No school again tomorrow. Hmph. Something about it being 20 below again. When you factor in the wind chill - and let’s not have that debate again; it’s tiresome - it’s something like 35 or 40 below, but that’s only in the wee AM.

Daughter is ecstatic: she can stay up late and play the ukulele!

Busy night, but lots of stuff: the first of the Route 66 Sheraton Hotel grabs is up, as well as Restaurant Interiors. But first:

When daughter came home from school we sat on the SLAB (Supine Leisure Afterschool Bench) and played an iPhone game that tests your brainwashed corporate-culture IQ: name this icon or logo! I love it, of course, even though I’m sure some dreary soul thinks it’s a sign of how we have abandoned our senses and perceive the world through the lens of commodity and commerce, etc etc. Look: just because I recognize the Play-Doh logo doesn’t mean I think they should move all production to Bangladesh and pay people .03 per hour. It means I am a human being, a member of a species whose brain has evolved to associate shapes and colors with specific incorporeal entities and commercial enterprises. Okay? Thanks.

You play against people in other places, which is a normal part of her world: oh, I’m going up against someone in Brazil. What I noted was the sound the game made in the background:

It's actually three sounds.

Ignore the lower-sounding buzz and the clacking relays. It's the beep. Just about everyone knows the origin.

She’s one of the most popular characters from a half-century old cartoon, and had more personality than any of the “good” characters. I mean, no one loves Elroy. No one cares about Jane. Stumpy ranting boss: memorable. Hapless-but-decent George: identifiable, amusing. Rosie was an older archetype: the sassy maid. They lifted her from Hazel, I’m sure; she called George “Mr. J,” just as Hazel called her employer “Mr. B.” But we’re not talking literature here. This is something for kids.

But. That sound, and all the other Jetson beeps: they’re rooted in the brains of millions of boomers, whether they know it or not. So people are protective of her, it seems: over at Cartoon Brew Amid lays into the ads as another needless resurrection of a 2D animation character, tying it to a misbegotten Charlie the Tuna ad.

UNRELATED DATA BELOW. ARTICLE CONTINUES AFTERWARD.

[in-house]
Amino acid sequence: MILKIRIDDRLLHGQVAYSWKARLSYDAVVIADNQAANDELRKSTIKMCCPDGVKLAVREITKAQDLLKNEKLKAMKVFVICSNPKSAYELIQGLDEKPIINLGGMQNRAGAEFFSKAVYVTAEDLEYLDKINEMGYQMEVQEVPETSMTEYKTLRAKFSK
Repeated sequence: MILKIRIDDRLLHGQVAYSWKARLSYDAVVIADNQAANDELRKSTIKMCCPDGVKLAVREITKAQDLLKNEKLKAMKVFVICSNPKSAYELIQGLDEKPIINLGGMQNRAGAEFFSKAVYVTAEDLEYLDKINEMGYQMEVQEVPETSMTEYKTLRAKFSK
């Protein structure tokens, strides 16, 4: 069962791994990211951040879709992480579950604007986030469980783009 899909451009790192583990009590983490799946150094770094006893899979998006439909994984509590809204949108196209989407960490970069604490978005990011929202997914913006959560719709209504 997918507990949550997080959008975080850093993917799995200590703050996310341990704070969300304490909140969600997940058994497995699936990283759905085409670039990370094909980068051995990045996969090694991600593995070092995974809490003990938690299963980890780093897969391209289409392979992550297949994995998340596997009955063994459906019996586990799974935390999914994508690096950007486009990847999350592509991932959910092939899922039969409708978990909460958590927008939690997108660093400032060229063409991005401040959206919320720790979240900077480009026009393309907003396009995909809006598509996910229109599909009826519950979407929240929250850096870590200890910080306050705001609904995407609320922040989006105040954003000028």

Well, I think the ads are charming - and as it turns out, there’s social significance behind then. Really: the director of the spots popped up in the comments.

 

The story is less about Rosie or The Jetsons and more about the social revolution happening right now in Brazil. A year ago, a constitutional amendment, which extended the country domestic workers’ rights, was approved by the Parliament, causing middle class to increase participation in performing the household tasks themselves, just like it happens at more developed countries.

That’s fascinating. A change in the laws means cheap servants aren’t cheap anymore - that’s how I read the results, anyway. So you have less employment for the poor, perhaps because it’s more difficult to efficiently exploit them, and more participation in household chores means the creation (or expansion) of the market for home cleaning products for the middle class. And Rosie makes the sale.

As for reviving Rosie in CGI form, I think it's delightful - and a great argument for robots that don't look like people. They'd be easier to love.



   

 

Today: the wonders of Alsynite! You know:

There’s something about that picture that might speak to you in some way you can’t quite define, no? Nostalgia for something imagined, the peak before the fall, the apogee of the post-war era before the unrest and unraveling. Sure, the chairs tipped over, especially on the carpet, and the cabinet was probably covered with laminated wood that peeled off and the “Stereo” played scratchy records and you had to take the dust off the needle, to say nothing of remembering to pick up a new one at Woolworth’s, but isn’t there something grown up and solid and sophisticated, in that early-60s sense? Hats and skirts and the New Frontier?

The ad is one thing; elsewhere in the magazine there’s stories like FALLOUT AND YOU, or other cheery reminders that Fail-Safe dread laid over daily life like a gossamer caul. You never knew and you always expected. But all those things get boiled off by time, and we’re left with the stage sets for plays we imagine were wonderful and witty and smart.

Anyway, Alysnite. We had some at the old house.

I never knew it had a name. This picture below was just the arrangement we had - corrugated sheets over a wood frame. It admitted the light but gave it a faint diffusion, providing both illumination and shade. I loved it.

After the rain on a California day. Looks like a small heaven we forgot to pay the rent on, and they changed the locks. But if you went inside the house you’d find a million things wrong and another million things missing. But imagine if you could go back, the things you could tell them. Yes, I know, four TV channels. Believe or not, some of those shows people will still watch in the 21st century. What do I miss about my century’s TV? Well, here in 1962 I can’t take out my pocket computer and program my satellite to record a show coming up next week. I have to sit here and watch it. For starters.

 

 

Updates on the right - restaurant interiors! Also, DON'T MISS THIS. The revised Sheraton site at the Minneapolis Modern site, with lots of screengrabs from that 1963 Route 66 episode shot at the hotel. Much fun. See you around.

 

 

 
 
 
 
 
blog comments powered by Disqus